3 years ago
Lily Tang Williams writing at National Review has a must read column entitled Guns Against Tyranny. It has become almost amusing to watch as the collectivists hyperventilate over claims that we make about right to guns having nothing to do with hunting, and everything to do with ameliorating tyranny. But what Ms. Williams has to say is sobering and gives existential and emotional import to what is for us sometimes all about doctrine.
I was born in Chengdu, China. When I was growing up, the Communist Party controlled everything. There were no choices of any sort. We were all poor except the elite. The local government rationed everything from pork to rice, sugar, and flour because there were not enough supplies. We were allowed only a kilogram of pork per month for our family of five. We lived in two rooms, without heat in the winter. I got impetigo during the cold, humid winters. There were eight families living around our courtyard, and we all had to share one bathroom (a hole in the ground) for males, one for females. We had only government-run medical clinics, where the conditions were filthy and services were horrible. I was afraid of going there because I might get some other infectious diseases.
As children, we were brainwashed in school every day. We chanted daily: “Long Live Chairman Mao, Long Live the Communist Party.” I loved Chairman Mao. I was so brainwashed that I could see Chairman Mao in the clouds and fire. He was like a god to me. The powerful government watched us very closely, from the Beijing central government to our Communist block committees and local police stations. We had no rights, even though our constitution said we did.
It was frightening that local police could stop by our home to pound on the doors at night and search us for no good reason. People were arrested without court papers and locked up for months without trials.
Citizens were not allowed to have any guns or they would be put into prison, or worse. Chinese people were helpless when they needed to defend themselves. I grew up with fear, like millions of other children — fear that the police would pound on our doors at night and take my loved ones away, fear that bad guys would come to rob us. Sometimes I could not sleep from hearing the screaming people outside.
There were many stories of local people defending themselves with kitchen knives and sticks. Women were even more helpless when they were attacked and raped. I was molested as a college student once while walking home at night. It was common then.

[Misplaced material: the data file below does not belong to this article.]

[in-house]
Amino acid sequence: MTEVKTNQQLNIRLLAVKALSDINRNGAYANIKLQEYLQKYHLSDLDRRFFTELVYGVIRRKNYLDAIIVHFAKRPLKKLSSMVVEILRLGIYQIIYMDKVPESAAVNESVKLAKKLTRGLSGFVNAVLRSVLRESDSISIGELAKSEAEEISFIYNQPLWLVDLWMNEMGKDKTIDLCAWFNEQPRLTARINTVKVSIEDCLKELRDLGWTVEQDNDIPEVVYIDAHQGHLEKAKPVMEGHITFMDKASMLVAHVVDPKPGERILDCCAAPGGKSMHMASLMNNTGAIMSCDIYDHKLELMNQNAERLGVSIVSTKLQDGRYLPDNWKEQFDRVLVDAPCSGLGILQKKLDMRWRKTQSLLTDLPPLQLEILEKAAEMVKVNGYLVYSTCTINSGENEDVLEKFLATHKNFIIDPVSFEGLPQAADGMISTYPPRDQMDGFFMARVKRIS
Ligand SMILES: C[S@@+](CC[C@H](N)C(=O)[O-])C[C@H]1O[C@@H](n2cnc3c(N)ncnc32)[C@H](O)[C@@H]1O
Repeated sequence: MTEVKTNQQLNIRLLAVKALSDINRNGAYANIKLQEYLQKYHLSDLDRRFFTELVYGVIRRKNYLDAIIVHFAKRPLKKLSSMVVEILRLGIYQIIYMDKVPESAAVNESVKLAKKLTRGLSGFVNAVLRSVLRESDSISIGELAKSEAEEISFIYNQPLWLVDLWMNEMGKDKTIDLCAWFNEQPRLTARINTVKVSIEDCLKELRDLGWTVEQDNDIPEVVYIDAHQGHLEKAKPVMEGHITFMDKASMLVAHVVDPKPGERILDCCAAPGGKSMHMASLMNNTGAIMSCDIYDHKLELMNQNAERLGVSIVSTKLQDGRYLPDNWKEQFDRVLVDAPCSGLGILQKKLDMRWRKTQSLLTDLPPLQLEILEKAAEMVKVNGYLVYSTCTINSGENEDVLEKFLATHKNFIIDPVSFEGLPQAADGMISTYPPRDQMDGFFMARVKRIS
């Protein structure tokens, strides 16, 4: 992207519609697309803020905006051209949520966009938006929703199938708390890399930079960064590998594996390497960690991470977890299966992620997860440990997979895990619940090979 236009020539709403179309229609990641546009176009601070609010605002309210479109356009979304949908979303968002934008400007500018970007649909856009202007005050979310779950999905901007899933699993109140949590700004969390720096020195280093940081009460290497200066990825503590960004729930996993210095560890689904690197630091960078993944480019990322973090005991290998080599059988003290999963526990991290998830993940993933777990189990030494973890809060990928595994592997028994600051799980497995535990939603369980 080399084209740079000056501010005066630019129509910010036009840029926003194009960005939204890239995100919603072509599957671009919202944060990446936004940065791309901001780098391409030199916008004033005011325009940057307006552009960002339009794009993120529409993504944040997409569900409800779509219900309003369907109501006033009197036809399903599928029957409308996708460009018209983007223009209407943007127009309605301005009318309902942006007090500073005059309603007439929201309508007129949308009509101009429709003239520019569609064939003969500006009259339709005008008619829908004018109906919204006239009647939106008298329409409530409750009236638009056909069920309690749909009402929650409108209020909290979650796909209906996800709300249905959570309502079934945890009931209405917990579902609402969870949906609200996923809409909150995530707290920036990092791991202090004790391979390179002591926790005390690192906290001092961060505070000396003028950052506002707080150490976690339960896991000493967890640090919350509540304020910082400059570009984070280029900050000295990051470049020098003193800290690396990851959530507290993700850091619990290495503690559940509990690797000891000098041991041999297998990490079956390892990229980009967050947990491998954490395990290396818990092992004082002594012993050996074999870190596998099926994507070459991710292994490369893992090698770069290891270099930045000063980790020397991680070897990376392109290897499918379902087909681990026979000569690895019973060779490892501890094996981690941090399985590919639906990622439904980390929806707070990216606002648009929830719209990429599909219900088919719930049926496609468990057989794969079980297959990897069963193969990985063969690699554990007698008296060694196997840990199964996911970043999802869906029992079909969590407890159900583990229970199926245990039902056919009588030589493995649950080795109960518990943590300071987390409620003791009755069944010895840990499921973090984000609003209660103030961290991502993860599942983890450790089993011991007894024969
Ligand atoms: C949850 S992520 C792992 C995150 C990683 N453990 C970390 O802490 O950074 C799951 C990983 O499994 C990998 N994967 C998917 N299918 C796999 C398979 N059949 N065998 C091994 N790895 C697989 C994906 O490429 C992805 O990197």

When it came to dealing with the Chinese government and police brutality, there was nothing we could do. They had guns, while law-abiding citizens did not.
And thus does it go in collectivist hives where the government controls even your right to self defense. The power brokers couldn’t care less whether the people can ensure their safety – they care merely about subjugation of the common people under the yoke of bondage. Ms. Williams eventually made it to the U.S., and has this important observation.
I tried so hard to come to the U.S. for personal freedom, including the freedom guaranteed by the Second Amendment: the right to keep and bear arms, which makes me feel like a free person, not a slave. I felt empowered when I finally held my own gun. For the first time in my life, I truly knew I was free.
I think the Founding Fathers of this country were very wise. They put that in the Constitution because they knew that a government could become either powerful or weak and that the citizens’ last defense is the ability to bear arms to protect themselves against tyranny and criminals. The guns are not just for sports, hunting, and collecting; it is our fundamental right to bear arms and use them for our self-defense.
Having previously lived under a tyranny, it seems clear to me that the U.S. government is going to try to infringe my Second Amendment right. What happened in China could happen in America. If the government can tell us what arms to bear, where to bear them, and how many shots you need to use to defend yourself, we might just become slaves.
It’s already happened, Ms. Williams. And if you haven’t noticed, at any time your local police department – or any of a multitude of federal departments – could send in a SWAT team on a misguided mission, destroy your home, kill your beasts in front of you, endanger your family and even kill members of your family, and no court in the land will hold them accountable for so much as the misdemeanor of littering. We are already headed down the path about which you warn because they don’t care about the Fourth Amendment.
And that’s what makes the Second Amendment so important, no? And it means that eventually we must be willing to act on our own behalves because they won’t.